National right to work bill to be announced

Posted Feb. 1, 2017 by

The next attack on workers has begun! Republicans in the U.S. Congress have announced a national right-to-work bill. The legislation is part of a national trend to bar unions from requiring that workers, who have voted to belong to a union, pay dues for equitable representation. Reps. Joe Wilson of South Carolina and Steve King of Iowa are sponsoring the legislation.

To date, 27 states, more than half the country, have passed right-to-work laws, siding with businesses over American union members and their right to have a collective voice in the workplace.

Even though 2017 has just begun, anti-union Ohio legislators, led by Rep. John Becker, have already announced that they will soon be introducing their own version of right to work to silence Ohio's public employee workers. "With Kentucky being the 27th state to continue that [right to work] trend, it's time Ohio steps up to the plate," said Ohio House GOP leaders of their desire to kill union rights like most of the state's neighbors. The memo specifically targets public sector union members.

AFSCME President Lee Saunders said that the announcement of President Trump's Supreme Court nominee, Judge Neil Gorsuch, could also have serious implications on workers and their right to have a voice on the job. “A ninth justice will have the power to determine the direction of the law for generations, dramatically impacting millions of American lives," said Saunders in a press release.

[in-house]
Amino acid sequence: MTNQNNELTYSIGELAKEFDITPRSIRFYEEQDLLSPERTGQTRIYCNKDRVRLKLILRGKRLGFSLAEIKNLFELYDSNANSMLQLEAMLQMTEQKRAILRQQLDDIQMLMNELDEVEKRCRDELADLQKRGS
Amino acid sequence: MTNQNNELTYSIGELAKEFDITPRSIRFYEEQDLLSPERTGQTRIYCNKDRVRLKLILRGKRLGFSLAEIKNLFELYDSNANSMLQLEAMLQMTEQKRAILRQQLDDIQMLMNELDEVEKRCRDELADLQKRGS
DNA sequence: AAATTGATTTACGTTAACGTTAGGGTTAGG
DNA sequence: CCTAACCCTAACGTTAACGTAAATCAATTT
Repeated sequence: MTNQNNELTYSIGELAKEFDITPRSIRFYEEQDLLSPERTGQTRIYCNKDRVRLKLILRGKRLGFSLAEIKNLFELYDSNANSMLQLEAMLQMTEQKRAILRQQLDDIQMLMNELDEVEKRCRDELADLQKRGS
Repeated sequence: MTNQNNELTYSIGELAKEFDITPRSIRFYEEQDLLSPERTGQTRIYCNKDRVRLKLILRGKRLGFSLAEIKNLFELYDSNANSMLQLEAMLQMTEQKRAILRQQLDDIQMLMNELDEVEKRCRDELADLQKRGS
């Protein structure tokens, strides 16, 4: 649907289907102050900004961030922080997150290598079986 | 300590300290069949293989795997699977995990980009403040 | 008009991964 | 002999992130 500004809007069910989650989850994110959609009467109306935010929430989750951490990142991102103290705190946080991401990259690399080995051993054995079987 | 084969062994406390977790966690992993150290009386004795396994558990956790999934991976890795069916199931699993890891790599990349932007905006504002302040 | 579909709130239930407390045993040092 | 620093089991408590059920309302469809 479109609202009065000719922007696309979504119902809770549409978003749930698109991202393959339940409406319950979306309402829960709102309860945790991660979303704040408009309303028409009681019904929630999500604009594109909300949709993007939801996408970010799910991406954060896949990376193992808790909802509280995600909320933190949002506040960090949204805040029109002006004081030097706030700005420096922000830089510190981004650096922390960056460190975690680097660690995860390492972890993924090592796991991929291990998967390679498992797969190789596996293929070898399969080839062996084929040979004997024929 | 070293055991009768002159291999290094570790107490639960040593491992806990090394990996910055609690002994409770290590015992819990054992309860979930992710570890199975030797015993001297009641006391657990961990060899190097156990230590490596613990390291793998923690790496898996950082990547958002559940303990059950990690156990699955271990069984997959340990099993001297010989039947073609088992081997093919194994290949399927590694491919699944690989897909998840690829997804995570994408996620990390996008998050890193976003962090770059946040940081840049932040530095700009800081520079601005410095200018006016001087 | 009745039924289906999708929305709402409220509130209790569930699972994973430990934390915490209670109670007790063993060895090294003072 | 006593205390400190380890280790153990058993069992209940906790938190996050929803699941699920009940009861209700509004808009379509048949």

An Illinois court case, Janus v. AFSCME, that will likely reach the U.S. Supreme Court by October 2017 and be decided by summer 2018 could mean right to work restrictions on every government employee across the nation.
"These are not trends to build up workers and wages, they are trends to silence public employee union members in the workplace and take away their right to collectively bargain wages, benefits, safety and more, "said OCSEA President Christopher Mabe of the attacks. The attacks have even made their way into local governments. Thanks to OCSEA activists and other friends in labor, a right-to-work ordinance proposed in West Chester Township, Ohio has been temporarily put on hold.

"Wages are 3.1 percent lower in so-called 'right-to-work' states, for union and nonunion workers alike, even after accounting for differences in cost of living, demographics, and labor market characteristics," said the Economic Policy Institute. The group says the erosion of unions is directly correlated to decreased and stagnant wages and an increasing share of the national income going to corporate profits and those at the top. No matter party affiliation, the issue of good jobs and wages were top priorities for voters this past November.